2004 IN REVIEW
Some of the top technology stories in 2004.
1. iPod and friends: MP3 players line shelves in U.S.
2. Bloggers bop CBS: Pajama-clad news hounds pound big networks.
3. Google s here: Google makes initial public offering in August.
4. Big game sequels: Halo 2, Grand Theft Auto: San Andreas
5. XP SP 2 arrives: Long-awaited patch for Microsoft s XP operating system arrived.
6. Big Blue: IBM sells its Personal Computer Division to Chinese group.
7. Browser battles: The rise of Firefox.
8. Spyware: New applications log keystrokes, steal screen grabs.
9. RFID, biometrics, ID chips: Chips are in everything.
10. Phishing: Rise in sophisticated e-mails designed to steal personal data.
With impressive 3D rendered graphics, Nintendo DS delivers cutting-edge portable gaming for all your favorite Game Boy Advance titles in single-player mode. Nintendo continues to supply stores with the dual-screened Nintendo DS, which features a touch screen, voice recognition and wireless capabilities. Nintendo DS was described by The Wall Street Journal as this year s must-buy item. Holiday shoppers snapped up 1 million Nintendo DS systems in North America in a month. The half dozen DS that trickled into the Monroe Street GameStop on Monday were gone by the end of the day. Why is DS cool? Wireless communication for real-time multiplayer gameplay, PictoChat software to draw, write and send messages wirelessly, two LCD screens, and built-in microphone port await Super Mario 64 DS or Metroid Prime Hunters: First Hunt.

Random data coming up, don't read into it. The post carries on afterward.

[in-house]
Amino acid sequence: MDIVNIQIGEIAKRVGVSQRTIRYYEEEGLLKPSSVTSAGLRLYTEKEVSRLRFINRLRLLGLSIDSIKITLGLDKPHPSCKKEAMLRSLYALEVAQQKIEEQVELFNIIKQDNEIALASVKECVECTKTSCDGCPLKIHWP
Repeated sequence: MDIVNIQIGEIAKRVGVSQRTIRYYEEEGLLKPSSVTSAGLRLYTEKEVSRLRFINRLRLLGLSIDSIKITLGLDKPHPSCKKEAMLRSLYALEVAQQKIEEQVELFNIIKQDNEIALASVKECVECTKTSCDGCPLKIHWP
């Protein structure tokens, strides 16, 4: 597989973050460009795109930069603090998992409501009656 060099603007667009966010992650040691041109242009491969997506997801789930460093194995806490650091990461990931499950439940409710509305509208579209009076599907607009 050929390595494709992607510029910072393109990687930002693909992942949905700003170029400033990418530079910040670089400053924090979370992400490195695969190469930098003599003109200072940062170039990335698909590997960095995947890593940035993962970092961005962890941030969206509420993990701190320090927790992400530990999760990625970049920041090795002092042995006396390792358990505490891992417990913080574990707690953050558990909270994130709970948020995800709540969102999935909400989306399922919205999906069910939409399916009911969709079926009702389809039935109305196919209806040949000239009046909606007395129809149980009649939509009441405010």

You can play games, shop and find love on the Internet. So why not sniff your favorite fragrance as well? A new service being tested by Japan s NTT Communications sends data that trigger the release of one of 36 scents blends of natural oils, such as eucalyptus, sandalwood and basil. A test version functions as a horoscope reading. Punch your birthday into the computer, and different data for the scents are relayed over the Net to an attached device that resembles a crystal ball with a strawlike nozzle. Depending on your horoscope sign you might get a waft of chamomile, lavender, clary sage or lemongrass. The machines and software were developed by Mirapro.
The Razer Diamondback ($60), declared the house mouse for the 2004 World Cyber Games, tracks 1,600 dots per inch, helping plot points with twice the accuracy of most others. The mouse also processes information quickly, with a 16-bit transfer rate, compared with common 8- and 12-bit controllers. A gold-plated USB connector aids in carrying data between mouse and computer smoothly. Included software can tone down the highly sensitive mouse and customize the seven buttons. Playing a first-person shooter like Return to Castle Wolfenstein, the side buttons helped speed weapons switches instead of going to the keyboard, and a non-stick coating helps grip during long sessions. The mouse comes in Salamander red and Chameleon green with an illuminated scroll button.
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